An amateur, according to Émile Littré’s Dictionnaire de la langue française, is “someone who pursues the fine arts without making it their profession”. It might also be a public figure like Winston Churchill who painted for pleasure or an essayist like British art historian Hugh Honour who, outside of academia, published reference books on neo-classicism.
Patrick Mauriès, a writer, editor, bibliophile and collector is heir to this fine tradition. For decades he has been following the lesson from his friend Roland Barthes who told him “to embrace one’s eccentricities, to let this fantasy describe you, to conform, in the gentlest way possible, a value of life and creation”. In 1981 he launched a magazine called Le Promeneur with his friend Michèle Hechter and with the support of the great esthete Franco Maria Ricci. For 10 years this publication, inspired by 18th century journals (especially The Ramblers by Dr Johnson), offered rare texts, meticulously displayed and annotated, and laid out by Milanese designer Luigi Cerri, to a sophisticated public. Le Promeneur then became a publishing house within the Quai Voltare group before being sold to Gallimard in 1991.
No less than 300 titles were published, most of them translated, under the Le Promeneur trademark. The series was sponsored by two patrons: a dandy and an eccentric. Phillipe Julian, a historian and eminent practitioner of French dandyism, published the series together with “libertine” François Sentein who, in the midst of the apocalypse, had recorded his precious Minutes – minutes where, with his head on the chopping block, he asked for the executioner’s mercy. Among the heirs of the great Victorians, Lytton Strachey lead the way accompanied by Edith Sitwell, chronicler of the English Eccentrics. At the intersection of the French and English market is none other than Mario Praz. The brilliant author of The Pact with the Snake elevates Neo-classical taste by describing his palace on the via Giulia, a style that can be found in the apartments of the Palazzo Primoli.
As a matter of fact, Italy enjoyed a unique standing in the secret cartography of amateurs. Just as everything inescapably led to Rome or Venice during the Enlightenment, Le Promeneur’s catalogue constantly sent the secret society of its readers back beyond the mountains. The most informed critics played the part of tour guide all through the gallery of masterpieces, whether they were drawn by hand (Alberto Saviono) or through the power of observation like the great Federico Zeri, author of the aristocratically arrogant I confess I was wrong. Following close behind the pair are some of the best transalpine writers: Gadda, Palazzeschi, Manganelli, Flaiano, Consolo, Soldati and more. It is rare to find – actually it’s impossible to find – in the panorama of modern publishing, a collection so consistent in its quality. What sets the amateur apart is their instinct, and Le Promeneur’s instincts have been so consistent over the years that it never allowed itself to descend into tastelessness.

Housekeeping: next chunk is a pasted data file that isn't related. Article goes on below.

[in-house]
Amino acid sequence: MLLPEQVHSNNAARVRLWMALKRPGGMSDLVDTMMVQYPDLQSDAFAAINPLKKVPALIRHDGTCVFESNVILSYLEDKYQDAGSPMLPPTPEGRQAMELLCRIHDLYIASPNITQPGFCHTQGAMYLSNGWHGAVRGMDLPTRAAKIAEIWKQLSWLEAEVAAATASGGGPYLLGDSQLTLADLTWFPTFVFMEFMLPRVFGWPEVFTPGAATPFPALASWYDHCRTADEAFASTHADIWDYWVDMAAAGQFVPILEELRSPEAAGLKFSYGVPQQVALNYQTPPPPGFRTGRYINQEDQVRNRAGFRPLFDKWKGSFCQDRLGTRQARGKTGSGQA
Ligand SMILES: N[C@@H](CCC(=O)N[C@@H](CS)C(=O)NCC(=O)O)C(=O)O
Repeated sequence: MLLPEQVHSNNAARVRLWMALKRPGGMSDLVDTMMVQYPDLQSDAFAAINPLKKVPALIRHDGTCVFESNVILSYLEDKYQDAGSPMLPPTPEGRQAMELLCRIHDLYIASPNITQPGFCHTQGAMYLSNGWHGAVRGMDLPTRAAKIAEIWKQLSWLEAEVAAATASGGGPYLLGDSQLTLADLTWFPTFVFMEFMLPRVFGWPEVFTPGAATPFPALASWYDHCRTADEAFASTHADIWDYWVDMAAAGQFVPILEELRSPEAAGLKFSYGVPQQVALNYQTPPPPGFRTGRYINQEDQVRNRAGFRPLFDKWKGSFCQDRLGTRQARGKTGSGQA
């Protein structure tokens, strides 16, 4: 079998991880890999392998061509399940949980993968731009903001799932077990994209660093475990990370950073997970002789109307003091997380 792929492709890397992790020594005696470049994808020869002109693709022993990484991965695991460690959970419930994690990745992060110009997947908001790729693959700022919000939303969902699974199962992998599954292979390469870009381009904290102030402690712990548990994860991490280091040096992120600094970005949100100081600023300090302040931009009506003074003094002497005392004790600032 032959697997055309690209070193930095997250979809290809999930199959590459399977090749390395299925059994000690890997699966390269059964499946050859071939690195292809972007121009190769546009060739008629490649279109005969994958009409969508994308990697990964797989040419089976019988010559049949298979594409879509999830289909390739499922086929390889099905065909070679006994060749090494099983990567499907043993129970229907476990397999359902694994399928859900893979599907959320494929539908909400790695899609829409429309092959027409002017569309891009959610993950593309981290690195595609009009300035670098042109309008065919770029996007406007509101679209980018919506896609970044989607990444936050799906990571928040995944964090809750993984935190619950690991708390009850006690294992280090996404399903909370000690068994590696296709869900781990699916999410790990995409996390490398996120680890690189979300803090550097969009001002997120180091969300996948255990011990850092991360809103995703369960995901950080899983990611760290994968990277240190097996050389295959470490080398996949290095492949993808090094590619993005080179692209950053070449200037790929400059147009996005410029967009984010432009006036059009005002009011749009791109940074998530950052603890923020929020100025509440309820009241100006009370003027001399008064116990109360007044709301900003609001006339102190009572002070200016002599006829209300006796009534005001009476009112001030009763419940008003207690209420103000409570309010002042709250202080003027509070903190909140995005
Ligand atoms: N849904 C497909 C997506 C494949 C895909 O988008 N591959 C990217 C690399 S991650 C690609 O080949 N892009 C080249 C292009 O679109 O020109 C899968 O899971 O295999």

All the major names are represented here, whether it is Pierre Klossowski, secret master of the modernity, or Olivier Larronde who, as anyone who doesn’t teach poetry knows, is one of the most influential poets of the second half of the 20th century. Standing alongside them are some rarities, the second-tier authors whose names serve as a secret code among real book lovers. Some names are from the recent past such as the esoteric Marcel Moré or the affable Baron Mollet, while others are from long ago like the scholarly yet unbearable Bouchard, who travelled to Greece to tell of horrors. The artist best represented in the Le Promeneur catalogue, Pierre Le-Tan, singlehandedly resurrected the spirit of the ragtag group. Le-Tran is as precise as he is capricious: precise because the devil is in the details, and an amateur would not want to miss meeting such a well-informed visitor yet capricious because it’s more about dreaming than knowing – or more precisely acquiring through daydreams a knowledge that no school could ever teach.
It would be a mistake to categorize Le Promeneur as an escape from an apolitical and skeptical world. In the age of utilitarianism, there is nothing more militant than a defense of the frivolous. When the bookstore wants to sell –at any price–Patrick Mauriès offers something to fill the night’s silence. And he doesn’t deny that the title of his 1988 collection, Gays saviors, is a direct attack on the hateful stupidity of the bourgeoisie. Mauriès’ work, along with a collection published around the same time by Didier Éribon, represented the first French entries into the field of Gay and Lesbian studies.
It is not an overstatement to declare that Le Promeneur probably constitutes the finest collection of books of the second half of the 20th century. Each title is worth mentioning and discussing at length. The fact that it was dropped by Gallimard a few years ago, is quite significant. It marks the end of an era. Gaston’s heirs, now indebted to Harry Potter, only seem to be interested in immediate profitability. The idea of something being free will topple the last mainstays. Does that necessarily mean that amateurs, in the strict sense of the term, are condemned? Probably not. They are stubborn and if we deny them a place to call home they will simply go into hiding. That’s where those who look for them will find them.